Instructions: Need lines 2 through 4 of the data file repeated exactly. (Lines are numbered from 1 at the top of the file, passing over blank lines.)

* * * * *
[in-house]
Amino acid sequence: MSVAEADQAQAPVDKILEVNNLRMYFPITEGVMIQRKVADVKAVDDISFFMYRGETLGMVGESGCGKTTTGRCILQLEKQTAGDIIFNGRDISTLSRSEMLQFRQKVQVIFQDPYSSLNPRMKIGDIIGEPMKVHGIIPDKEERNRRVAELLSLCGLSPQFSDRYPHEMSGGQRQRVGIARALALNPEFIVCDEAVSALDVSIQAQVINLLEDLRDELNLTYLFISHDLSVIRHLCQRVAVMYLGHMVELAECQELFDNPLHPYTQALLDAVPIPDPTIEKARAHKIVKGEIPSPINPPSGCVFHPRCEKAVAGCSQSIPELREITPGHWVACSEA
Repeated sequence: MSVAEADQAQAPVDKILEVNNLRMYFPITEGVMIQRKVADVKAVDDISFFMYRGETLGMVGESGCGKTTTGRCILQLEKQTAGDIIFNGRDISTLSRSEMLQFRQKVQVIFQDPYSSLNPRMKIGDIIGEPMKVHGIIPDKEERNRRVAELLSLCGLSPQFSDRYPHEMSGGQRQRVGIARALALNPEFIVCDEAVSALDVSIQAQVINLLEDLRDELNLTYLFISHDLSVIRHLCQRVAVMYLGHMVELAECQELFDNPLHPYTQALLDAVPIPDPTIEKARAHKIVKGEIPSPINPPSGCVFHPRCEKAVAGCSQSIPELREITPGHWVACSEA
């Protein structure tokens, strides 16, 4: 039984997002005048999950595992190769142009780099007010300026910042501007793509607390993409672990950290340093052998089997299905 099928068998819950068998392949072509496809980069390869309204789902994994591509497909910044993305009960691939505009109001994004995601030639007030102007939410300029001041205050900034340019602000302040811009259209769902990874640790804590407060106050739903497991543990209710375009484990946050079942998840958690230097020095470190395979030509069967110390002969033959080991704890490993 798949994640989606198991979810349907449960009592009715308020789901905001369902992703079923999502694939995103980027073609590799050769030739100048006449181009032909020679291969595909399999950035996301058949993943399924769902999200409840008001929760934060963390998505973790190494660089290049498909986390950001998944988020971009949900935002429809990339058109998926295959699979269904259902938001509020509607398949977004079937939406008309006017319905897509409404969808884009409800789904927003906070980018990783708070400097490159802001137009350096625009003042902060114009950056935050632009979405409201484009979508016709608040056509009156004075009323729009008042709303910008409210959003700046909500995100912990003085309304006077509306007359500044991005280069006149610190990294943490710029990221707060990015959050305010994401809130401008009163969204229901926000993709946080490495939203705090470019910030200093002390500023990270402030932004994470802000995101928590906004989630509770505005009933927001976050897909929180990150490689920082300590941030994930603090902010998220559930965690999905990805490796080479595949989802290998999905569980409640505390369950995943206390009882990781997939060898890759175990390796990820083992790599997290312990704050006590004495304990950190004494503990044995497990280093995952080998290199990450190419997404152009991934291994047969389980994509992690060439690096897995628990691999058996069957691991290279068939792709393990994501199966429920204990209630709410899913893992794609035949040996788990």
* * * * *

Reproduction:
Amino acid sequence: MSVAEADQAQAPVDKILEVNNLRMYFPITEGVMIQRKVADVKAVDDISFFMYRGETLGMVGESGCGKTTTGRCILQLEKQTAGDIIFNGRDISTLSRSEMLQFRQKVQVIFQDPYSSLNPRMKIGDIIGEPMKVHGIIPDKEERNRRVAELLSLCGLSPQFSDRYPHEMSGGQRQRVGIARALALNPEFIVCDEAVSALDVSIQAQVINLLEDLRDELNLTYLFISHDLSVIRHLCQRVAVMYLGHMVELAECQELFDNPLHPYTQALLDAVPIPDPTIEKARAHKIVKGEIPSPINPPSGCVFHPRCEKAVAGCSQSIPELREITPGHWVACSEA
Repeated sequence: MSVAEADQAQAPVDKILEVNNLRMYFPITEGVMIQRKVADVKAVDDISFFMYRGETLGMVGESGCGKTTTGRCILQLEKQTAGDIIFNGRDISTLSRSEMLQFRQKVQVIFQDPYSSLNPRMKIGDIIGEPMKVHGIIPDKEERNRRVAELLSLCGLSPQFSDRYPHEMSGGQRQRVGIARALALNPEFIVCDEAVSALDVSIQAQVINLLEDLRDELNLTYLFISHDLSVIRHLCQRVAVMYLGHMVELAECQELFDNPLHPYTQALLDAVPIPDPTIEKARAHKIVKGEIPSPINPPSGCVFHPRCEKAVAGCSQSIPELREITPGHWVACSEA
């Protein structure tokens, strides 16, 4: 039984997002005048999950595992190769142009780099007010300026910042501007793509607390993409672990950290340093052998089997299905 099928068998819950068998392949072509496809980069390869309204789902994994591509497909910044993305009960691939505009109001994004995601030639007030102007939410300029001041205050900034340019602000302040811009259209769902990874640790804590407060106050739903497991543990209710375009484990946050079942998840958690230097020095470190395979030509069967110390002969033959080991704890490993 798949994640989606198991979810349907449960009592009715308020789901905001369902992703079923999502694939995103980027073609590799050769030739100048006449181009032909020679291969595909399999950035996301058949993943399924769902999200409840008001929760934060963390998505973790190494660089290049498909986390950001998944988020971009949900935002429809990339058109998926295959699979269904259902938001509020509607398949977004079937939406008309006017319905897509409404969808884009409800789904927003906070980018990783708070400097490159802001137009350096625009003042902060114009950056935050632009979405409201484009979508016709608040056509009156004075009323729009008042709303910008409210959003700046909500995100912990003085309304006077509306007359500044991005280069006149610190990294943490710029990221707060990015959050305010994401809130401008009163969204229901926000993709946080490495939203705090470019910030200093002390500023990270402030932004994470802000995101928590906004989630509770505005009933927001976050897909929180990150490689920082300590941030994930603090902010998220559930965690999905990805490796080479595949989802290998999905569980409640505390369950995943206390009882990781997939060898890759175990390796990820083992790599997290312990704050006590004495304990950190004494503990044995497990280093995952080998290199990450190419997404152009991934291994047969389980994509992690060439690096897995628990691999058996069957691991290279068939792709393990994501199966429920204990209630709410899913893992794609035949040996788990």